1973 September 6 – Brother-in-law Mershell Graham Sr dies (Alice’s brother-in-law) 1973 – Sister Fannie has a stroke and is moved to a nursing home. Alice is moved to senior housing.
1974 August 13 – Sister Fannie Mae Turner Graham dies. 1974 September 27 – Guardianship of Alice Turner, a mentally incompetent person, to niece Doris 1982 April 30 – Niece Doris dies and guardianship turned over to niece Mary V. 1994 November 16 – Alice dies after being in failing health. 1994 November – Cremated and ashes buried in mother Jennie’s grave in Detroit Memorial Park Cemetery.
August 18 was my Great Aunt Alice’s birthday. I decided to do a quick post about her. Found a few photographs. Wrote out my memories. Something wasn’t right. I wrote a cousin and my sister asking for their memories. They both sent them and of course all of our memories both overlap and are different. I found my mother’s memories. I looked for more photos. I looked for documents. I realized some of what I “knew” I couldn’t document. So, I’ve spent the last week trying to figure Alice’s life out when there is no one left to ask about particulars. Now I’m working on a timeline to incorporate both the facts and the memories and the contradictions. Today I dug out a photograph I vaguely remembered as being of Alice and my great grandmother Jennie in Canada. As soon as I found it, I realized that the young man and one of the other women were also relatives. The woman behind my great grandmother was her youngest sister, Beulah Allen Pope and her son, Robert is the young man in the front. I recognized them because Robert’s daughter sent me a photograph of them that must have been taken the same day because they are wearing the same clothes. The photo is dated “July 31, 1921 Toronto Windsor, Canada.” I did not realize they were there so early. More wondering and looking. I have ordered Alice’s Social Security application and death certificate hoping to find more information.
Howard Turner and Jennie Virginia Allen were married in June of 1887. Howard’s father, Joe Turner gave them land to farm in Lowndes County, Alabama. Joe wanted the land to stay in the family forever. By 1892 Joe and Howard were arguing constantly about Howard and Jennie’s desire to sell the land and move to Montgomery. The day of the fateful bar-b-que the arguments had been particularly violent. Jennie was in Montgomery visiting her parents , with their two young daughters, when word came that Howard had been shot dead at the bar-b-que.
Jennie moved back to her parent’s house with her children, Fannie and Daisy. She took the title to the land to a lawyer and asked him to make sure all was in order so she could sell. When she returned the lawyer told her that the title was not clear and she didn’t own the land. Jennie believed that her father-in-law had paid the lawyer to get the land back for himself. She cut ties with the Turners and went to work as a seamstress, the trade her mother Eliza had taught all six of her daughters.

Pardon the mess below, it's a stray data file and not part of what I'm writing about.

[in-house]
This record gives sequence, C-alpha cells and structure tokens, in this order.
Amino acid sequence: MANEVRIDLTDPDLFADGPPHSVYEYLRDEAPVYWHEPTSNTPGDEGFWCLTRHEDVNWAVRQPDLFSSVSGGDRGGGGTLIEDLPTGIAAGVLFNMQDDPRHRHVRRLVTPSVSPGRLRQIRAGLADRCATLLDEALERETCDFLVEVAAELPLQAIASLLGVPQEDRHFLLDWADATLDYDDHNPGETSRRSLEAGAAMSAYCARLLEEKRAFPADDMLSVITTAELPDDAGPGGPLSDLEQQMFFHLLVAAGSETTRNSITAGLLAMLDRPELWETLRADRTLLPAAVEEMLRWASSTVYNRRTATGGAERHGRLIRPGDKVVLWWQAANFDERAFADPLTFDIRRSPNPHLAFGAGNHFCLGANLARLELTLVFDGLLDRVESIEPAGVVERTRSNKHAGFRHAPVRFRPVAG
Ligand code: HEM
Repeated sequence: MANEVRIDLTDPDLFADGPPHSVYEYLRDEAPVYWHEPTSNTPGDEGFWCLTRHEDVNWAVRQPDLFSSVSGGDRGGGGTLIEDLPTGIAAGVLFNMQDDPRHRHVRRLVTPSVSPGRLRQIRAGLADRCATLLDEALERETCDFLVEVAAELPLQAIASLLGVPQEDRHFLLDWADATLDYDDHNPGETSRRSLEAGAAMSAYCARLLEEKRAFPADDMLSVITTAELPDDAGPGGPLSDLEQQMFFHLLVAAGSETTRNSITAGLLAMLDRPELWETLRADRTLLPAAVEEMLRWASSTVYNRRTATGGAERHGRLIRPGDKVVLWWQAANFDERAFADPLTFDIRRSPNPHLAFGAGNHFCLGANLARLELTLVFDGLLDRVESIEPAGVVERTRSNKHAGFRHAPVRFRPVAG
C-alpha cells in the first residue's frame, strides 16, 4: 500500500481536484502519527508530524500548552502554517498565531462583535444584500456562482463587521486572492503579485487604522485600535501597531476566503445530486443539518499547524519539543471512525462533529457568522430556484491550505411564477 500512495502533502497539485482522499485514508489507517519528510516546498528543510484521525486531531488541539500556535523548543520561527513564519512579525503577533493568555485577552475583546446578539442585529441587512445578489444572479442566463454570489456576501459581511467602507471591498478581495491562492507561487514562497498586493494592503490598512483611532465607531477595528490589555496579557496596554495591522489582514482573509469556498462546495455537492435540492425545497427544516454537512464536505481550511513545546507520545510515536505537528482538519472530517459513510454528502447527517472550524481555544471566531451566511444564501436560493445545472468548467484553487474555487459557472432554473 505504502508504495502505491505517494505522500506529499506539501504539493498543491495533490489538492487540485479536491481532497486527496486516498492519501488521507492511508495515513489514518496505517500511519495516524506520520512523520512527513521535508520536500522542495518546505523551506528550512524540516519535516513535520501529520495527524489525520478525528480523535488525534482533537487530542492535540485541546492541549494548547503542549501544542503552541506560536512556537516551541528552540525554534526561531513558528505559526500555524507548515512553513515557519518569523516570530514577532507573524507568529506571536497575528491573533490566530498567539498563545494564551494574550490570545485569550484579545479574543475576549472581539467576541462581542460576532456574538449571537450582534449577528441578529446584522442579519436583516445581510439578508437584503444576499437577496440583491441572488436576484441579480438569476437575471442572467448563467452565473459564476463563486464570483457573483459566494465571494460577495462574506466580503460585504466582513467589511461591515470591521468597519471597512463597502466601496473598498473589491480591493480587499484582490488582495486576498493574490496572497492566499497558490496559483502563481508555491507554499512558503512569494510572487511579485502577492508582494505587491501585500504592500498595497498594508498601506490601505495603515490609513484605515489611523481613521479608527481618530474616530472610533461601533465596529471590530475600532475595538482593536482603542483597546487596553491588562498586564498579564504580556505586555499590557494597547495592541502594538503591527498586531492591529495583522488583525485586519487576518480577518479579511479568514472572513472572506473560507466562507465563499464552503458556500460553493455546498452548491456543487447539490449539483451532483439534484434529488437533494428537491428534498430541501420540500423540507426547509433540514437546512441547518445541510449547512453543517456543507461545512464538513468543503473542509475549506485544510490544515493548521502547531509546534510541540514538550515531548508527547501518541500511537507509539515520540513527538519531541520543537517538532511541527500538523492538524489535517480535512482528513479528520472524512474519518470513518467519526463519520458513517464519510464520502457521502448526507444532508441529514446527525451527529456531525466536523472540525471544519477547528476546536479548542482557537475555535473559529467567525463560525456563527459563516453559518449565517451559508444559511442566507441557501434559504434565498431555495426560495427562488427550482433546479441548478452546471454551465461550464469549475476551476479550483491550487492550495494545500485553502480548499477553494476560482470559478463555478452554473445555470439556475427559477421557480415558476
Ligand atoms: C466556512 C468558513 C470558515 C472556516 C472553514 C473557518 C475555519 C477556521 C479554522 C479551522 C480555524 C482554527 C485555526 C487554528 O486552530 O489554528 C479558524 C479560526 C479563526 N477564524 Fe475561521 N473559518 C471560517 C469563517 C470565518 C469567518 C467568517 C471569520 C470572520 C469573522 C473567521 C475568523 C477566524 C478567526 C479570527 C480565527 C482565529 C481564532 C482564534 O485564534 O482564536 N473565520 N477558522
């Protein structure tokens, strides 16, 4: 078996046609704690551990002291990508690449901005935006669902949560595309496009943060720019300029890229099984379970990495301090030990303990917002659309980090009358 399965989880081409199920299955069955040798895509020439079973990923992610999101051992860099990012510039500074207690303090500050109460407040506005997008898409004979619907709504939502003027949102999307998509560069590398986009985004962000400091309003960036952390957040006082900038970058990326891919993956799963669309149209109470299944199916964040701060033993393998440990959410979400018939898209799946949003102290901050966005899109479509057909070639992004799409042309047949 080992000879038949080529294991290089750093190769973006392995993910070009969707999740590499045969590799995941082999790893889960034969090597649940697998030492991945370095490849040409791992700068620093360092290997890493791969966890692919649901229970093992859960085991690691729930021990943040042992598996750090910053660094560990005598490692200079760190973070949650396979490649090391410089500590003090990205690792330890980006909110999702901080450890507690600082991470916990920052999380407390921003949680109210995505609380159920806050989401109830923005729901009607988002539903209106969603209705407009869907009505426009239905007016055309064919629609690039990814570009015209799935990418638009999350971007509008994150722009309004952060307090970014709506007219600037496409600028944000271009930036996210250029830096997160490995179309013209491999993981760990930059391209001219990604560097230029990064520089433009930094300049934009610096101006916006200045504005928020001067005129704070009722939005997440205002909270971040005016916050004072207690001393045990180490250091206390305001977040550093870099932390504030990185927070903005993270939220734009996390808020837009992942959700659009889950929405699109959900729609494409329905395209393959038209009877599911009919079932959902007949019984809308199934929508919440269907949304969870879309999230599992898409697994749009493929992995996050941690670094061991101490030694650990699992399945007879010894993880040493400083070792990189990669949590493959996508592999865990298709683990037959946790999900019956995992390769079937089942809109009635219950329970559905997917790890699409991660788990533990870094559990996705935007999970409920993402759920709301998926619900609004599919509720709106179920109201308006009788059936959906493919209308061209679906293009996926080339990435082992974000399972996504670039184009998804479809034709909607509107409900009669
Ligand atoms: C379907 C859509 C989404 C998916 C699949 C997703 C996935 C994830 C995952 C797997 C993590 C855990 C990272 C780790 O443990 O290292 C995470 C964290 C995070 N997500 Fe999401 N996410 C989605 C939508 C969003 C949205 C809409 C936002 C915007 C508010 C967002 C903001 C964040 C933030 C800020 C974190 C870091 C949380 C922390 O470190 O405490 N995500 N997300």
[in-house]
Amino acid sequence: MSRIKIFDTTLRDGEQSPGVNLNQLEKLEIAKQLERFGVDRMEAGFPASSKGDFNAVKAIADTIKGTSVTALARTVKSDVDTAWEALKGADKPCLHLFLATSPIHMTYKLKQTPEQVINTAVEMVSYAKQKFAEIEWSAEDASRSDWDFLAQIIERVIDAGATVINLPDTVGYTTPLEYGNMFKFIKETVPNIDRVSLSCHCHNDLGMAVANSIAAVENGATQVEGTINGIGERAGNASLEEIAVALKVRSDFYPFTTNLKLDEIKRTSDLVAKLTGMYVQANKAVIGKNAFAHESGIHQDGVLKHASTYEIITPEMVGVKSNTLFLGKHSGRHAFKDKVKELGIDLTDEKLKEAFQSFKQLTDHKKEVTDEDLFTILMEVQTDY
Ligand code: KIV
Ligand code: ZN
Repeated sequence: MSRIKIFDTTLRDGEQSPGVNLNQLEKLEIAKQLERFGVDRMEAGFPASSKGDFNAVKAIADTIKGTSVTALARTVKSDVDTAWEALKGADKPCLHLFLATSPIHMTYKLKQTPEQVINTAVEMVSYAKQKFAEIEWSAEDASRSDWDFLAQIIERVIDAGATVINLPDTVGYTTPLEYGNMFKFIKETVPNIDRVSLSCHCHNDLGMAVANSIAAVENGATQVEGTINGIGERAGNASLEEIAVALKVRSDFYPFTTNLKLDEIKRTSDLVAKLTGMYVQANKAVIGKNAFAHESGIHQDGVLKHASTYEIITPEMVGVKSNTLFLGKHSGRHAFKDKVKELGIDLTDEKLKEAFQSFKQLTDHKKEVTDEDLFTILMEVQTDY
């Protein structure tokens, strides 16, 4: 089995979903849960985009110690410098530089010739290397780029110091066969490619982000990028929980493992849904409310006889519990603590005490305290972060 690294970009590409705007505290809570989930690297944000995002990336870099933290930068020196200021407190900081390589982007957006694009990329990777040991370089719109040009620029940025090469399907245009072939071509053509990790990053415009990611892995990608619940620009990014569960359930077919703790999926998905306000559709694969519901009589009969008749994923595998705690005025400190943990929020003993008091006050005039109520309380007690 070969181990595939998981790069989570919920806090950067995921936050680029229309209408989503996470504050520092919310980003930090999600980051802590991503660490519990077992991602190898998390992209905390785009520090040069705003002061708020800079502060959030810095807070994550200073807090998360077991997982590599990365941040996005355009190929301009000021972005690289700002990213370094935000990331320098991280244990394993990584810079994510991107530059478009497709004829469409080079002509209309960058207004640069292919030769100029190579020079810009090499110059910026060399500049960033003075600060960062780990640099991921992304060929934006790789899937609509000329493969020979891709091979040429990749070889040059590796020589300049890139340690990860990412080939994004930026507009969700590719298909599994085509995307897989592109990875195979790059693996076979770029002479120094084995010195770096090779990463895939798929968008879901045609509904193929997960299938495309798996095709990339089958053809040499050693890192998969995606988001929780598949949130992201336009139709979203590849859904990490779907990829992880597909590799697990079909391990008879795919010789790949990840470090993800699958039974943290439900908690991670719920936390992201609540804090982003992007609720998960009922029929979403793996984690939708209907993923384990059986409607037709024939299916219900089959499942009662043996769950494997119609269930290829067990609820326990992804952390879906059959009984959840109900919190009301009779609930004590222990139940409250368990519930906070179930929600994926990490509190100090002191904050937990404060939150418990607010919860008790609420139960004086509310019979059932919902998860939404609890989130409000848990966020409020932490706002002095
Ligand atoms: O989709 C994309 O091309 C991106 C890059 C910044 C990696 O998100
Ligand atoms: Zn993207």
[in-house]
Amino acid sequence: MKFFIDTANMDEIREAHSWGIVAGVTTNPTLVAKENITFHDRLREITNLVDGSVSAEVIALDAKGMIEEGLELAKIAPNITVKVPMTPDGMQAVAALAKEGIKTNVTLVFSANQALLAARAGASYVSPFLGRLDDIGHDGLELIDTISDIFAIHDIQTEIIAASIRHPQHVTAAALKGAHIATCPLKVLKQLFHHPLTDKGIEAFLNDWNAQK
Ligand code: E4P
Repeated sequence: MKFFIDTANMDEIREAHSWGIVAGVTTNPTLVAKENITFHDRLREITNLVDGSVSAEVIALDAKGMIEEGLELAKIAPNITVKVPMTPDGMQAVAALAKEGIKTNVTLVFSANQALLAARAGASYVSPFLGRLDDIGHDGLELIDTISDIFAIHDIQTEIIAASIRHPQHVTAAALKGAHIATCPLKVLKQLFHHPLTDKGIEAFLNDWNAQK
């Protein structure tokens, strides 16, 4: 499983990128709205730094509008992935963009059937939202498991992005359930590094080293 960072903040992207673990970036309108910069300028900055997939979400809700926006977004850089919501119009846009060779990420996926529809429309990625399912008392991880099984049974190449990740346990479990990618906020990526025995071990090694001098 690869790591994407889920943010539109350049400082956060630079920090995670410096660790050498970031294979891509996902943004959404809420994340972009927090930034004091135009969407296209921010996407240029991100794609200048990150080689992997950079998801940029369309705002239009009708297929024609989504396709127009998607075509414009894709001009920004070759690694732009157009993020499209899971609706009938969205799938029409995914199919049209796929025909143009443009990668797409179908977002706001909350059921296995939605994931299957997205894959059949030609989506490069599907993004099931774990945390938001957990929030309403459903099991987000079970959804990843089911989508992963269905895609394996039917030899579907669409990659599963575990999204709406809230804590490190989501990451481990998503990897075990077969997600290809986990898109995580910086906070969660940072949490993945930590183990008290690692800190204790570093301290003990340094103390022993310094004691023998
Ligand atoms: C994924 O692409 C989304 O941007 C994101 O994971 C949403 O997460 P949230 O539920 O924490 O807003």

Many years later, when Fannie was grown, she ran into one of her Turner cousins. She asked the cousin about what her mother believed – that Joe Turner had his son killed to keep the land. It wasn’t true. The lawyer had stolen the land for himself. They didn’t know who killed Howard.
Fannie was my maternal grandmother. Howard and Jennie were my great grandparents. Joe Turner was my great great grandfather. I didn’t know his or wife’s name, nor any of Howard’s siblings names until I found them in the 1870 and 1880 census in Lowndes County, Alabama when I began to do online research in the 1990s. Joe and Emma Turner lived on the farm with their children, Lydia b. 1862, Howard b. 1863, Fanny b. 1864, Joe b. 1867, Anna b. 1869, Alonza b. 1873.
I found my greatgrandmother’s autograph/memory book in an envelope in a box where my mother saved little notebooks, wallets etc. The first part of the book, including the cover have vanished. Going by what is left I think my greatgrandmother started the book when she was 19 years old.
Transcribed entries numbering from top left down column, over to second column, etc.
Miss Virginia Allen
Mom passed aged 84
Mar 28 1954
When I am far away
From you believe
Me to be your
Dear brother Dock Allen Montgomery Ala Mar 14th/86
Jennie’s brother, Dock, was born in 1862, four years before Jennie. He worked as an errand boy and a barber – he drowned in 1891 on Aug. 30 Trying to “walk the moonlight path.”
Miss Jennie May you live long and prosper in this live And your last days be thee best Is my prayer. Yours Respectfully, J W Saffold Montg Ala Jan 7th 1886
The secret of happiness, is love Your true friend N.C. Lambert Montgomery, Ala. Sept. 29, 1884
Dearest Janie I wish you would Remember they creator In the days of thy youth when the evil Days are not nor the years draw nigh When thou may sayeth I have no Pleasure in them M.A. McCall Montgomery Ala/Jan/16th 1885